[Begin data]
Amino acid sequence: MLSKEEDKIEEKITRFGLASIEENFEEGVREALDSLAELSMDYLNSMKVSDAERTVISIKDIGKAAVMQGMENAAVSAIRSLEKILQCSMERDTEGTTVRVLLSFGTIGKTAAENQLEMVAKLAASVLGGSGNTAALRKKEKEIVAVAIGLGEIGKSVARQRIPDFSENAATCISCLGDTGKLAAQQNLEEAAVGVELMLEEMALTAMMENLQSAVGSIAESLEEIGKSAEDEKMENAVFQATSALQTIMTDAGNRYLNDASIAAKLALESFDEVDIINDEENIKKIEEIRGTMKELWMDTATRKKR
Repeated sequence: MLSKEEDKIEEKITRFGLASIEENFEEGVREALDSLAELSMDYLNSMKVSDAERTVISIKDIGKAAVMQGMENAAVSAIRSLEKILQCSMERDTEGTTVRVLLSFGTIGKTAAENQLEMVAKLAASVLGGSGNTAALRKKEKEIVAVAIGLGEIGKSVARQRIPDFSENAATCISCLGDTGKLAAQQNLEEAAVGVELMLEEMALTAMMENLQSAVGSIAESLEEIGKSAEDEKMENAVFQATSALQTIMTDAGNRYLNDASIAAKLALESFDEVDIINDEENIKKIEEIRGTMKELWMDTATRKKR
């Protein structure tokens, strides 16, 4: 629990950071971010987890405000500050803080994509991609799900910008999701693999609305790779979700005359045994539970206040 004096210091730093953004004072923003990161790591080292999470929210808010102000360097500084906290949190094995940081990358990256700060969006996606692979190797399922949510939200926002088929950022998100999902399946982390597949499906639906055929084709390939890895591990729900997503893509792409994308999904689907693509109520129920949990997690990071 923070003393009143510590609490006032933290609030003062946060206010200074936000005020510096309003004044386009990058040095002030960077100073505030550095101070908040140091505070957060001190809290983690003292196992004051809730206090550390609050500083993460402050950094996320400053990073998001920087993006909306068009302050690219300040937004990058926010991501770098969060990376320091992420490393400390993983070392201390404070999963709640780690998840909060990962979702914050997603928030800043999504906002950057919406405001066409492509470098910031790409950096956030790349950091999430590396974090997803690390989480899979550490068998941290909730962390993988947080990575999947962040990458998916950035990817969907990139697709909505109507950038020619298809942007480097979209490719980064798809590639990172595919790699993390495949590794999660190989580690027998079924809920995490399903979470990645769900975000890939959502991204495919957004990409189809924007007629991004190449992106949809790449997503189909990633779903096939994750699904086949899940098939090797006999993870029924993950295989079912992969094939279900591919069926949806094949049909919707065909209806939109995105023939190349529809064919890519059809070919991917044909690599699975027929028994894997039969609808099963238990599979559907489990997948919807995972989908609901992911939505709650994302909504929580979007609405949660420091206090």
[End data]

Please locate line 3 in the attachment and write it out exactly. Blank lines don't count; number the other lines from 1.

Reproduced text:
């Protein structure tokens, strides 16, 4: 629990950071971010987890405000500050803080994509991609799900910008999701693999609305790779979700005359045994539970206040 004096210091730093953004004072923003990161790591080292999470929210808010102000360097500084906290949190094995940081990358990256700060969006996606692979190797399922949510939200926002088929950022998100999902399946982390597949499906639906055929084709390939890895591990729900997503893509792409994308999904689907693509109520129920949990997690990071 923070003393009143510590609490006032933290609030003062946060206010200074936000005020510096309003004044386009990058040095002030960077100073505030550095101070908040140091505070957060001190809290983690003292196992004051809730206090550390609050500083993460402050950094996320400053990073998001920087993006909306068009302050690219300040937004990058926010991501770098969060990376320091992420490393400390993983070392201390404070999963709640780690998840909060990962979702914050997603928030800043999504906002950057919406405001066409492509470098910031790409950096956030790349950091999430590396974090997803690390989480899979550490068998941290909730962390993988947080990575999947962040990458998916950035990817969907990139697709909505109507950038020619298809942007480097979209490719980064798809590639990172595919790699993390495949590794999660190989580690027998079924809920995490399903979470990645769900975000890939959502991204495919957004990409189809924007007629991004190449992106949809790449997503189909990633779903096939994750699904086949899940098939090797006999993870029924993950295989079912992969094939279900591919069926949806094949049909919707065909209806939109995105023939190349529809064919890519059809070919991917044909690599699975027929028994894997039969609808099963238990599979559907489990997948919807995972989908609901992911939505709650994302909504929580979007609405949660420091206090």